Capitalism is when the individual takes the risk and gets the reward; Socialism is when the government takes the risk and gets the reward; Fascism is when the government takes the risk and individuals get the rewards.
      Fascism, as in Hitler’s Germany, was supported completely by the wealthy business interests and all business losses were guaranteed by Hitler’s government. It was and remains all about money with human and social values at zero.
      Republic was invented by Plato to be the diametrically opposite of democracy. Republic is run by wealthy elites while democracy is run by the majority of citizen’s votes. It is impossible to have a democratic republic – this is an oxymoron and totally impossible.You either have a republic run by wealthy elites or you can have a democracy controlled by the majority of citizens – but it is impossible to have a government controlled by wealthy elites and the majority of voters at the same time. It’s either one or the other!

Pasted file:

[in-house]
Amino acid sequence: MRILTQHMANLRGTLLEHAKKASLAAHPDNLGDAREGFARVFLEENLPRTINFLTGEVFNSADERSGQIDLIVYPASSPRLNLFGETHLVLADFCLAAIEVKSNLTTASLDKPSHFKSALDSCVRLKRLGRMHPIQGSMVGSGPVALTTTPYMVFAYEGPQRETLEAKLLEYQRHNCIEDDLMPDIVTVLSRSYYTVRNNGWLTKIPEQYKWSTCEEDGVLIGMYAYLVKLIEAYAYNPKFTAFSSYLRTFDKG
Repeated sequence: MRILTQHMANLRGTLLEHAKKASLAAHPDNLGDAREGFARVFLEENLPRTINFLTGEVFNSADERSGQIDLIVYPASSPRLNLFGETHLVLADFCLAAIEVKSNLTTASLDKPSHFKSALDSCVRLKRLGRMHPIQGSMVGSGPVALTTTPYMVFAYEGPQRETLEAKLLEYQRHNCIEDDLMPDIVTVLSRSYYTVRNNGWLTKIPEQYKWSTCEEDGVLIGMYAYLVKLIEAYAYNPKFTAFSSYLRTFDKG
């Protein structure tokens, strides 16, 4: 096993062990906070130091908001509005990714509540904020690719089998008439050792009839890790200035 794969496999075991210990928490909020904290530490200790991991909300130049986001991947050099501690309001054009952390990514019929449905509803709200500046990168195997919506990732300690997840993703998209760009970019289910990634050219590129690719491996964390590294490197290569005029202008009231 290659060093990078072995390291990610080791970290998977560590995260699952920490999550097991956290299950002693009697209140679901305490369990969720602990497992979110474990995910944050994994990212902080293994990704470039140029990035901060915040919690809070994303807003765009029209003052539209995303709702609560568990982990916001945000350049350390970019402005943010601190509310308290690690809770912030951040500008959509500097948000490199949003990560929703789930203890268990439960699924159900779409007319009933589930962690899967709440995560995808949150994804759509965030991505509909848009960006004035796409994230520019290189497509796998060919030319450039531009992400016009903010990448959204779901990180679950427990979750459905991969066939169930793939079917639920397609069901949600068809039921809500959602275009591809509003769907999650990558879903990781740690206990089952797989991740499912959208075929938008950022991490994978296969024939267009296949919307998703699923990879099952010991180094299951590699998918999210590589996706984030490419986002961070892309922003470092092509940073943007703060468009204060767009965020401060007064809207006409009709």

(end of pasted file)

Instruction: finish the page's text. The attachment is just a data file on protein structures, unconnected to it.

10. Beevis says:

    “I’m going to go out on a limb and say that the statement “wicked people exist” (when they were born?) and there’s nothing to be done about them other than to store them is neither rigorously thought out or proven, but it’s been the de facto approach to crime for the past 30 years.”

    So you think that there are NO people who are just beyond redemption? I’m not so sure. Maybe a “road to Damascus” thing might bring some of them around but I definitely believe that there are wicked people out there for whom the only cure is to be locked up. As a liberal I’m tired of trying to defend criminals in arguments just for the sake of what? Guilt? It’s a losing argument and one that just doesn’t make sense.

  11. Pingback: Prison Populations, Crime and “Present Orientedness” « Rortybomb